The big oddity, looking at Android Wear smartwatches for outdoor activities or sports: They are not really made for that.

Not, at least, the way that Suunto, Garmin or Polar watches are built around sports functions.

With Android Wear, the major portion of sports or outdoors functionality comes only with apps. With the ProTrek Smart, that at least starts with the outdoor/location apps from Casio, but for a runner or even just serious hiker, it takes apps from other creators.

The advantage:
It is possible to get functions which the watch maker did not think of or plan for.

The disadvantage:
The functions are not all taylor-made for the product, and so they don’t necessarily work the way one might want them to.

All the more interesting and important to show and tell.

My App Recommendations

A quick overview of my recommendations – and of apps which I’d suggest having a look at, if maybe just to see how/why they might not be the best:

Ghostracer, Maps, Viewranger, Strava, Runtastic, Sports Tracker… – more below.

Ghostracer

Ghostracer is not as easy to use as one might want, especially when it comes to more-special features – but at least that’s because it offers a lot.

The sensors of the watch as well as a Bluetooth heart rate strapppp can be used; it is possible to see and record the data one wants to have shown and recorded (customized in the smartphone app); it is possible to display a route to follow… and that, in a very interesting way.

The app isn’t the most stable, though; there are regular problems with it, all the way to complete breakdowns…

Viewranger

The maps one could get from/on Viewranger on a smartphone are great. Routes could often be found straight in the app.

Navigation should, if I remember correctly, also be possible quite well – but then, the recording of a track only seems to work with a smartphone. The Android Wear-App only offers a button too start the recording on the smartphone.

Or is that not how it works? Even that is hard to tell. Not. Good.

Strava

Strava is quite the must-have for the modern runner or cyclist, but the app is only so-so.

For getting record(ing)s and immediately having them synced with one’s Strava account, it’s nice; the most important data is being displayed, too, and it is possible to use the app stand-alone with just the watch (and its GPS).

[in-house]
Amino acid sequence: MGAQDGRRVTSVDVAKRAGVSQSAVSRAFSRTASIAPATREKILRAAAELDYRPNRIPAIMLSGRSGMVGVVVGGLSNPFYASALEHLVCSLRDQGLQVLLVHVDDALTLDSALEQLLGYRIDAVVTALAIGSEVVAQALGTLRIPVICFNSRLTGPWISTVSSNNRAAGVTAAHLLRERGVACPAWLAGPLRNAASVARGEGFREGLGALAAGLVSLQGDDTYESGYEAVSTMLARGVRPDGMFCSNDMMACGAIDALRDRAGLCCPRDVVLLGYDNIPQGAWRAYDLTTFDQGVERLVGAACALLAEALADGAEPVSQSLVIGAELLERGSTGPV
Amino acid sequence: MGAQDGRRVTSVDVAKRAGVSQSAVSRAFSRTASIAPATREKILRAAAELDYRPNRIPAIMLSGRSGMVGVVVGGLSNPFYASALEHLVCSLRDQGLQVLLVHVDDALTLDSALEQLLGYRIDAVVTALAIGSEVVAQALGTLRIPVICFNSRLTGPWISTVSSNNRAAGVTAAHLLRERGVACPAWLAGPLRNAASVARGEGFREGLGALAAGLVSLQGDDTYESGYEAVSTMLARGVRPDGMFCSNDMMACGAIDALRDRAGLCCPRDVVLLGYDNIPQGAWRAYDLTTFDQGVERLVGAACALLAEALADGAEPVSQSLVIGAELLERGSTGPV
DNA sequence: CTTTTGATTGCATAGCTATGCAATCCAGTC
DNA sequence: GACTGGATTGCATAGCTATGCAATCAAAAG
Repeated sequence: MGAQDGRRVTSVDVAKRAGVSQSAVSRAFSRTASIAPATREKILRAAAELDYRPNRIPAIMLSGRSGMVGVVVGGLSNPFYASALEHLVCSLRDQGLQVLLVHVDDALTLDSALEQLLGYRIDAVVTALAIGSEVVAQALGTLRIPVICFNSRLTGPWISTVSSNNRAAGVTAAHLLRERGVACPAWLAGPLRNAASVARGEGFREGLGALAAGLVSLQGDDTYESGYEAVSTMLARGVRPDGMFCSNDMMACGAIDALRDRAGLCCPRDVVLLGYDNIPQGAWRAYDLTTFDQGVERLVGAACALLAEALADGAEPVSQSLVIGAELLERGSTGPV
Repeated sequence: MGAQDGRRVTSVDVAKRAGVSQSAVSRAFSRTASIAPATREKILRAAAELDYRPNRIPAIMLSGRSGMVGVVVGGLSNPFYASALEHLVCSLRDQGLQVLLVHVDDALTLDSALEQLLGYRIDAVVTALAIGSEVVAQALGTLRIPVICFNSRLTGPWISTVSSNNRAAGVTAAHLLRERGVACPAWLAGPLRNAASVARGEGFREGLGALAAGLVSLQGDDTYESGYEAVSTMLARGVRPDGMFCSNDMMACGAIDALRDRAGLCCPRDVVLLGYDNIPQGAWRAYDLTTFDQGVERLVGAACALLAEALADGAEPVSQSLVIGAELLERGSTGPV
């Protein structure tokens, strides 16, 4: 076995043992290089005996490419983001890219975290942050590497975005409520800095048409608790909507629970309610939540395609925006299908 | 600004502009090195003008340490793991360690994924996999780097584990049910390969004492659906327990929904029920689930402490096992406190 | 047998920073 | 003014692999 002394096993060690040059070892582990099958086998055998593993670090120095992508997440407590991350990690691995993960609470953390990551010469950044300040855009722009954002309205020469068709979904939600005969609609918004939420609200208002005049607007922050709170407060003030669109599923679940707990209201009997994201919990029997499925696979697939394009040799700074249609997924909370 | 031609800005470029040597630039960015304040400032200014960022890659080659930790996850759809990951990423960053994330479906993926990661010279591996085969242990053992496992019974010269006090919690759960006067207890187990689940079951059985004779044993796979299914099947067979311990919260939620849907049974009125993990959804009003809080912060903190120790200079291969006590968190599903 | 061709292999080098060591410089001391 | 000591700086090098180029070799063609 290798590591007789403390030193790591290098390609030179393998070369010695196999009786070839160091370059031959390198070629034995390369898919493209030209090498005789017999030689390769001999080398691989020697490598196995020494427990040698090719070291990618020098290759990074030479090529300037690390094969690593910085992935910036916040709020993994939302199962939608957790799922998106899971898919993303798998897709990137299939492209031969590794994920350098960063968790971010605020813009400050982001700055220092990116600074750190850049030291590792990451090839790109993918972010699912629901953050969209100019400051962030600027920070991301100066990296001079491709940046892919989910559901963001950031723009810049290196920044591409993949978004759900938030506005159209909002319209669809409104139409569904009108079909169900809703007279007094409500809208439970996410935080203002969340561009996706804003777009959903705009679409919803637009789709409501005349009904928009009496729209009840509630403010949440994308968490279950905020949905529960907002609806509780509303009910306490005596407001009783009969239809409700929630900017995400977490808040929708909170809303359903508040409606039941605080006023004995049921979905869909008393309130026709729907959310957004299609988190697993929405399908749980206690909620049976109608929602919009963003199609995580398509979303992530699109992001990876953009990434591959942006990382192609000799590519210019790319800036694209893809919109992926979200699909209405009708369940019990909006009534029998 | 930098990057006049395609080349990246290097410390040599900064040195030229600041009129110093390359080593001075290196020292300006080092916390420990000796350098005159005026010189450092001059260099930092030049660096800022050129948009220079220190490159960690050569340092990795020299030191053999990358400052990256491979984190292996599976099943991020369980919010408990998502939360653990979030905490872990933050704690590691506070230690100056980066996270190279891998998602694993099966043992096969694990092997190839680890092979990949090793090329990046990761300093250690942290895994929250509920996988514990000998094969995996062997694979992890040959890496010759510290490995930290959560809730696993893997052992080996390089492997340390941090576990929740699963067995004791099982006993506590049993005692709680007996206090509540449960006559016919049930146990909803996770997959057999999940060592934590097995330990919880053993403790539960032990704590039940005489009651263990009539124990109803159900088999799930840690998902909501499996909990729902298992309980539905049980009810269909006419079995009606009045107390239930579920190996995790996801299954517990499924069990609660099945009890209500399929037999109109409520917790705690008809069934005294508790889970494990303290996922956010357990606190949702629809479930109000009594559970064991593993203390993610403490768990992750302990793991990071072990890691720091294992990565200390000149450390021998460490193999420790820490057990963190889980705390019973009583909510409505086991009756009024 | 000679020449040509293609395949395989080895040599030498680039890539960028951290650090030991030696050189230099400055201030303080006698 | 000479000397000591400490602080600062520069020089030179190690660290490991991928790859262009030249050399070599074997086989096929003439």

However, the Strava app only works with an optical heart rate sensor on a smartwatch, which the Casio ProTrek Smart does not have, not with an external HR belt (at least, for all that I know). There also seems not to be any way of customizing the screens…

Runtastic

Runtastic is rather nice, just finds whatever Bluetooth HR belt is nearby (with all the trouble that can cause when in a crowd at a beginning of a marathon), and uses a very interesting system for adjusting the screen: Just hold on a data field, and the display of possible data that can be displayed there is shown for your selection.

Runtastic is a walled garden that loves to keep data to itself, however. Even just sharing with Strava requires individual data exports – and who’d want to be forced into one system alone?

Sports Tracker

Sports Tracker was odd. I’m quite sure I remember it working (having worked) rather like Viewranger does when it comes to recording data.

It certainly does not work like that anymore. There is a lot that can be done with it now, at least where data from a run or other workout and its recording is concerned, including data from a Bluetooth HR belt.

This app is worth a closer look – but I may also be swayed by Suunto having bought Sports Tracker and them being at work on a new app for Suunto now…

 

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